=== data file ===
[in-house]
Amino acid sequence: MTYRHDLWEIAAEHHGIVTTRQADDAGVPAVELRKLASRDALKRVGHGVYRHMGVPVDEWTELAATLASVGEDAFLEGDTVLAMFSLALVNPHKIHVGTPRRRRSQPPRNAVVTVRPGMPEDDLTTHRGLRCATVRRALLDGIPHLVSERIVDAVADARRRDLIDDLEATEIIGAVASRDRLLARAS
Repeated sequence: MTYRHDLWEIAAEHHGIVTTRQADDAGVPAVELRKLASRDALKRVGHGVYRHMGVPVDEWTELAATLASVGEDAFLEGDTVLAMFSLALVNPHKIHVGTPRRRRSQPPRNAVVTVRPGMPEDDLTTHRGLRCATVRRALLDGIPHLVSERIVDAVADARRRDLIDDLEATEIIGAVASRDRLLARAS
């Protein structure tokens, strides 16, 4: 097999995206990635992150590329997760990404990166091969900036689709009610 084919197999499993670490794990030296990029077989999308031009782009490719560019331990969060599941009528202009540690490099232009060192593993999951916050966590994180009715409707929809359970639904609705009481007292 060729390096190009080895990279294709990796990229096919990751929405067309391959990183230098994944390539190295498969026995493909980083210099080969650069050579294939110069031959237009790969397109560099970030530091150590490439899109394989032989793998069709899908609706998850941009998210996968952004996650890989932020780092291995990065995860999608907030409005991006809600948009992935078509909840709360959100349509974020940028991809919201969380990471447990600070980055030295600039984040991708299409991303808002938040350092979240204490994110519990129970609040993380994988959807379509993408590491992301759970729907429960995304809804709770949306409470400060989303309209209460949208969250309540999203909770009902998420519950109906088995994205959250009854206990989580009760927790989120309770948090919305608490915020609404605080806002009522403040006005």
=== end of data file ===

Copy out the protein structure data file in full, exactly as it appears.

[in-house]
Amino acid sequence: MTYRHDLWEIAAEHHGIVTTRQADDAGVPAVELRKLASRDALKRVGHGVYRHMGVPVDEWTELAATLASVGEDAFLEGDTVLAMFSLALVNPHKIHVGTPRRRRSQPPRNAVVTVRPGMPEDDLTTHRGLRCATVRRALLDGIPHLVSERIVDAVADARRRDLIDDLEATEIIGAVASRDRLLARAS
Repeated sequence: MTYRHDLWEIAAEHHGIVTTRQADDAGVPAVELRKLASRDALKRVGHGVYRHMGVPVDEWTELAATLASVGEDAFLEGDTVLAMFSLALVNPHKIHVGTPRRRRSQPPRNAVVTVRPGMPEDDLTTHRGLRCATVRRALLDGIPHLVSERIVDAVADARRRDLIDDLEATEIIGAVASRDRLLARAS
């Protein structure tokens, strides 16, 4: 097999995206990635992150590329997760990404990166091969900036689709009610 084919197999499993670490794990030296990029077989999308031009782009490719560019331990969060599941009528202009540690490099232009060192593993999951916050966590994180009715409707929809359970639904609705009481007292 060729390096190009080895990279294709990796990229096919990751929405067309391959990183230098994944390539190295498969026995493909980083210099080969650069050579294939110069031959237009790969397109560099970030530091150590490439899109394989032989793998069709899908609706998850941009998210996968952004996650890989932020780092291995990065995860999608907030409005991006809600948009992935078509909840709360959100349509974020940028991809919201969380990471447990600070980055030295600039984040991708299409991303808002938040350092979240204490994110519990129970609040993380994988959807379509993408590491992301759970729907429960995304809804709770949306409470400060989303309209209460949208969250309540999203909770009902998420519950109906088995994205959250009854206990989580009760927790989120309770948090919305608490915020609404605080806002009522403040006005």